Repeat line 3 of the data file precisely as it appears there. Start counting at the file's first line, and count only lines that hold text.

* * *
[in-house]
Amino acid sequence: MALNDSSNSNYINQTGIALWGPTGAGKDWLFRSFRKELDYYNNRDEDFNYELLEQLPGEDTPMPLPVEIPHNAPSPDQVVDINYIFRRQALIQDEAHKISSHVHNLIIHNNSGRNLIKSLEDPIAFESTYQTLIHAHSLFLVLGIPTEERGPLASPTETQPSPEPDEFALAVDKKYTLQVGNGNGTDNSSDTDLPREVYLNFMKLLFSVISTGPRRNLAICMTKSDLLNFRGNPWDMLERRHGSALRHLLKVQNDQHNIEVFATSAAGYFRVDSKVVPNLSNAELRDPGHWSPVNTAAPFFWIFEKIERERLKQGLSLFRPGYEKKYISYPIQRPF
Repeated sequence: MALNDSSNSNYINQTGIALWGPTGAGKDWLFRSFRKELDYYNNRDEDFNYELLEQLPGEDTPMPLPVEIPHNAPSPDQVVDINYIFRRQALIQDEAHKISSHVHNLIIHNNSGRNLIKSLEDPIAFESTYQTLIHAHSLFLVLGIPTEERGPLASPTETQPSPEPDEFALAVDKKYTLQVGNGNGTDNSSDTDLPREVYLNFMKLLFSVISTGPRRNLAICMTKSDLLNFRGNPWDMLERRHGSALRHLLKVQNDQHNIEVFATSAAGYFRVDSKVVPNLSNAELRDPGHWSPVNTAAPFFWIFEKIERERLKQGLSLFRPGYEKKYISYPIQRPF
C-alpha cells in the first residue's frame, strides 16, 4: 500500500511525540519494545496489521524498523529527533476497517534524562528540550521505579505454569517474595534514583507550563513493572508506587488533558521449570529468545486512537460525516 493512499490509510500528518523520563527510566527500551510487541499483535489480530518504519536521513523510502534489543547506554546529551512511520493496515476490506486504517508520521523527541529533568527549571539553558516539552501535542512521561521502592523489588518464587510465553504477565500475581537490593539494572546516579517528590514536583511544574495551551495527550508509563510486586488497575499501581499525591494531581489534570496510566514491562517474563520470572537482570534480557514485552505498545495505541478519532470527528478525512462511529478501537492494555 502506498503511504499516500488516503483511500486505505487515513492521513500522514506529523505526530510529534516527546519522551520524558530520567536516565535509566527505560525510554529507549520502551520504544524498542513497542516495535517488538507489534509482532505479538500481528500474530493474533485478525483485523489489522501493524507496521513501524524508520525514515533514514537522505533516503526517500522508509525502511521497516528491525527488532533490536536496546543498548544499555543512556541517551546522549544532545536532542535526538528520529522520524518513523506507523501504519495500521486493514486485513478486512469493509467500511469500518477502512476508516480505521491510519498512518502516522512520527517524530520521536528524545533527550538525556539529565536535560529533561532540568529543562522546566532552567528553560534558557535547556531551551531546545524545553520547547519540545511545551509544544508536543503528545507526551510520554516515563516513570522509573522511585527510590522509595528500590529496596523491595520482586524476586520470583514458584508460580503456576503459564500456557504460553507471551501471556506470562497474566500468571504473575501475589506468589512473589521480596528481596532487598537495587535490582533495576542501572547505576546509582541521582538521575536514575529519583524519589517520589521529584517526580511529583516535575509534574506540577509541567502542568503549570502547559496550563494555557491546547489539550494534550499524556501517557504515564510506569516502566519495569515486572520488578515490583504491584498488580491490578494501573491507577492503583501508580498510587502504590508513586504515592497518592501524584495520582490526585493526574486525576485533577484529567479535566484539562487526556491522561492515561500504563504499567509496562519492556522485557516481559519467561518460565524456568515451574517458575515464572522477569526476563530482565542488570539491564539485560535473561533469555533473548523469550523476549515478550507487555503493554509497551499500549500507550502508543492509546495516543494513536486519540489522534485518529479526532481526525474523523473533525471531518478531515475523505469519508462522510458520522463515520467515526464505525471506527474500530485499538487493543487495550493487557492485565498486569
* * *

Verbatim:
Repeated sequence: MALNDSSNSNYINQTGIALWGPTGAGKDWLFRSFRKELDYYNNRDEDFNYELLEQLPGEDTPMPLPVEIPHNAPSPDQVVDINYIFRRQALIQDEAHKISSHVHNLIIHNNSGRNLIKSLEDPIAFESTYQTLIHAHSLFLVLGIPTEERGPLASPTETQPSPEPDEFALAVDKKYTLQVGNGNGTDNSSDTDLPREVYLNFMKLLFSVISTGPRRNLAICMTKSDLLNFRGNPWDMLERRHGSALRHLLKVQNDQHNIEVFATSAAGYFRVDSKVVPNLSNAELRDPGHWSPVNTAAPFFWIFEKIERERLKQGLSLFRPGYEKKYISYPIQRPF